- Gender-responsive – All indicators of monitoring and evaluation should be gender responsive.
Our guiding principles meant that while designing the monitoring framework, we collect data that provides insight into the overall progress of the project but requires minimum resources from the grantees. We co-developed the monitoring indicators, definitions and frequency of reporting through a workshop, with the grantees playing the lead role and us supporting them. We were cognizant of the following factors while developing the monitoring framework.
- Multiple partners, components and objectives
- The need to monitor both program-level and project-level indicators
- Measuring gender-sensitive indicators both at individual and enterprise level
- Monitoring blind spots of different projects
- The varying pace of change for different projects
- The capacity of individual grantees to implement monitoring systems
The final shortlist of monitoring indicators was based on the level of importance and feasibility of grantees assigned to each indicator. Once the implementation started, we held monthly check-in calls with each grantee after they shared the monitoring data to assess progress, validate data and course correct where required.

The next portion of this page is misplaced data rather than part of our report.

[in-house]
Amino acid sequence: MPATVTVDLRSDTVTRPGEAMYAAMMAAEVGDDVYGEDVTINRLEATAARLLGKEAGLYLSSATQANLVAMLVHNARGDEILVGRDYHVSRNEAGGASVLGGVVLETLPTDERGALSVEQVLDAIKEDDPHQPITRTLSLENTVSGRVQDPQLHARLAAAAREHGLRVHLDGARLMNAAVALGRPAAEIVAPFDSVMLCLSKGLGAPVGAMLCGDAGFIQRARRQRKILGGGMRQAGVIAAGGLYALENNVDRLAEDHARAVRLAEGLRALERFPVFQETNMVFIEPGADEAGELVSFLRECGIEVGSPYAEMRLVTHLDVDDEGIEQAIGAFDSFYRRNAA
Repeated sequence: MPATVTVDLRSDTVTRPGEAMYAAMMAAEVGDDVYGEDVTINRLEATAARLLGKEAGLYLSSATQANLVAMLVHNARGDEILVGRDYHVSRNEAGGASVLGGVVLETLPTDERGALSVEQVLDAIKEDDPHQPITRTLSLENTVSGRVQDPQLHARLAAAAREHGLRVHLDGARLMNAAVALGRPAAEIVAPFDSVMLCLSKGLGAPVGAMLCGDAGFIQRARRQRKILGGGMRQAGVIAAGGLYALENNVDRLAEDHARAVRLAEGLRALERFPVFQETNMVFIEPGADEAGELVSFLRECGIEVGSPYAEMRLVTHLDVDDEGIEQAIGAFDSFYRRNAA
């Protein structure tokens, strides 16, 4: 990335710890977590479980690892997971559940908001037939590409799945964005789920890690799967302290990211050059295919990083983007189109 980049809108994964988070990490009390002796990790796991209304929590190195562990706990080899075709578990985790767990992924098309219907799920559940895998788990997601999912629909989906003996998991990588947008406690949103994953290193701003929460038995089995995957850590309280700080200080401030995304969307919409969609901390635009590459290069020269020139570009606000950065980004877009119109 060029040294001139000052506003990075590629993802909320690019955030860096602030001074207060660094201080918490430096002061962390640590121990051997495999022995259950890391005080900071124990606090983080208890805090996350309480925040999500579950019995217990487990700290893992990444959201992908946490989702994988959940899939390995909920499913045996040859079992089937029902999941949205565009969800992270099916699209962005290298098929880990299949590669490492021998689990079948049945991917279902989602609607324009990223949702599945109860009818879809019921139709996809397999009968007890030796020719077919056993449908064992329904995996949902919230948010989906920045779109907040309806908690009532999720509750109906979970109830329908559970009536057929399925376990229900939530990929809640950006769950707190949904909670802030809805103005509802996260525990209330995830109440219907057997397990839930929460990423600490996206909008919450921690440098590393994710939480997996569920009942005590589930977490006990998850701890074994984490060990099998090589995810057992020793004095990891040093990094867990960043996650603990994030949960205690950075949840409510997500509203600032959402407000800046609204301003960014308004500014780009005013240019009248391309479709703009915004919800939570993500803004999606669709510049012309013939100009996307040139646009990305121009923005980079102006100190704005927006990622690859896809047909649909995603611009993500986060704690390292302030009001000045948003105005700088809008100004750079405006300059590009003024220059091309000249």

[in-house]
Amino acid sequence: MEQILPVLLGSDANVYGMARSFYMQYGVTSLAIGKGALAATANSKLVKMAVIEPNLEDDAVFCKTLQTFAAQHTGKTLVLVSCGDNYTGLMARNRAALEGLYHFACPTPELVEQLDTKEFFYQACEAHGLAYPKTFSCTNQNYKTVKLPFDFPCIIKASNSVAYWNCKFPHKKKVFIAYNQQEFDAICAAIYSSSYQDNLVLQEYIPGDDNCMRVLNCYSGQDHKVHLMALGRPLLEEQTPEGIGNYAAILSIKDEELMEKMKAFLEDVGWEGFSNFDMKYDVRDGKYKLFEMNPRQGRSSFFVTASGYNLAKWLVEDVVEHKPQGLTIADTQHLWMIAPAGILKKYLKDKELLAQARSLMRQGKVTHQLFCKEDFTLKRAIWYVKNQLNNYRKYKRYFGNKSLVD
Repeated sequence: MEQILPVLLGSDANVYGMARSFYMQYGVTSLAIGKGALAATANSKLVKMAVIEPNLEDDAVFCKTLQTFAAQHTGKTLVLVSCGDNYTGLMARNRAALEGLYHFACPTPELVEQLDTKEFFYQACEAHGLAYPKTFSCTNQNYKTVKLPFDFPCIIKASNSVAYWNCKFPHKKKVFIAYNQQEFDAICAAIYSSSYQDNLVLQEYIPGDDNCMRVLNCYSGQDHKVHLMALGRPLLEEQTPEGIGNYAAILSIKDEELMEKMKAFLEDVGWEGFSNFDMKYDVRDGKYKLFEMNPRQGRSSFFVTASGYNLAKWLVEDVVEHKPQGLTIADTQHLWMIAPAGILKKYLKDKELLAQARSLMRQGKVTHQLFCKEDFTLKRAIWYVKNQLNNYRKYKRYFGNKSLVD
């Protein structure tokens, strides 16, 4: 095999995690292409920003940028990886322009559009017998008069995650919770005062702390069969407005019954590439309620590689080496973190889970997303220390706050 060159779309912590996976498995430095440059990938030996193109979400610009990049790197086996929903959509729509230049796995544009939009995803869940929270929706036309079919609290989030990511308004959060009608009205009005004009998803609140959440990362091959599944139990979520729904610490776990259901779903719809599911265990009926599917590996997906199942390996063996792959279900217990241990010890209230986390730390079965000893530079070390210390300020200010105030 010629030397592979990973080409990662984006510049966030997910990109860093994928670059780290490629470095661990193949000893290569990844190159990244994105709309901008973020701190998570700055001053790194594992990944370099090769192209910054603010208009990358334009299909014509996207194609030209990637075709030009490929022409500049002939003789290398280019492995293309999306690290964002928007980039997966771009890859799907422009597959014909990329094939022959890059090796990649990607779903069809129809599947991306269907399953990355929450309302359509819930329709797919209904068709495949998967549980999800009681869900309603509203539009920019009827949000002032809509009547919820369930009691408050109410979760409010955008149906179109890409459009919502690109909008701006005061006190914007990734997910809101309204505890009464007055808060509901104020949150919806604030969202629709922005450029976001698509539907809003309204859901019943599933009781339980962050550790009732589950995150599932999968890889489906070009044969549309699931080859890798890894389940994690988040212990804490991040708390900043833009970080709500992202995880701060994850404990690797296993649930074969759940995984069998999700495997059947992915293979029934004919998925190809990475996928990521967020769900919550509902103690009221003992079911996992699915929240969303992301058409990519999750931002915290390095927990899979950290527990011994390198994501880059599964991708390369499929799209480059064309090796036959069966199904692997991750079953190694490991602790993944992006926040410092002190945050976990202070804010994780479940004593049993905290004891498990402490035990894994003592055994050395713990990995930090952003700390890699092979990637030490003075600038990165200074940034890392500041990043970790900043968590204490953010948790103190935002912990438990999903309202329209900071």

Learnings From Our Complexity-Aware Monitoring Approach
Our journey of implementing a complexity-aware, participatory MLE approach has not been a smooth ride. We faced challenges in adapting to the COVID-19 pandemic, and retraining the grantees on specific aspects of monitoring and collecting data on complex indicators. We have been able to overcome some of these challenges through our approach and are excited about the learnings we are generating, which will potentially help implementers to create impact and the broader research community to understand what works for women collectives. More than 18 months into the program, here are some of our key learnings:
1. Participatory Processes Must Be Inclusive
We found that involving all stakeholders, including ground-level project staff, in visioning and planning for the program increased their ownership and motivation, as well as reducing the risk that monitoring stops with attrition. By making the grantees and their teams take the lead, we made sure that the monitoring data is relevant for their own project review, planning and course correction.
2. Building Capacity Without Overburdening Fledgling Systems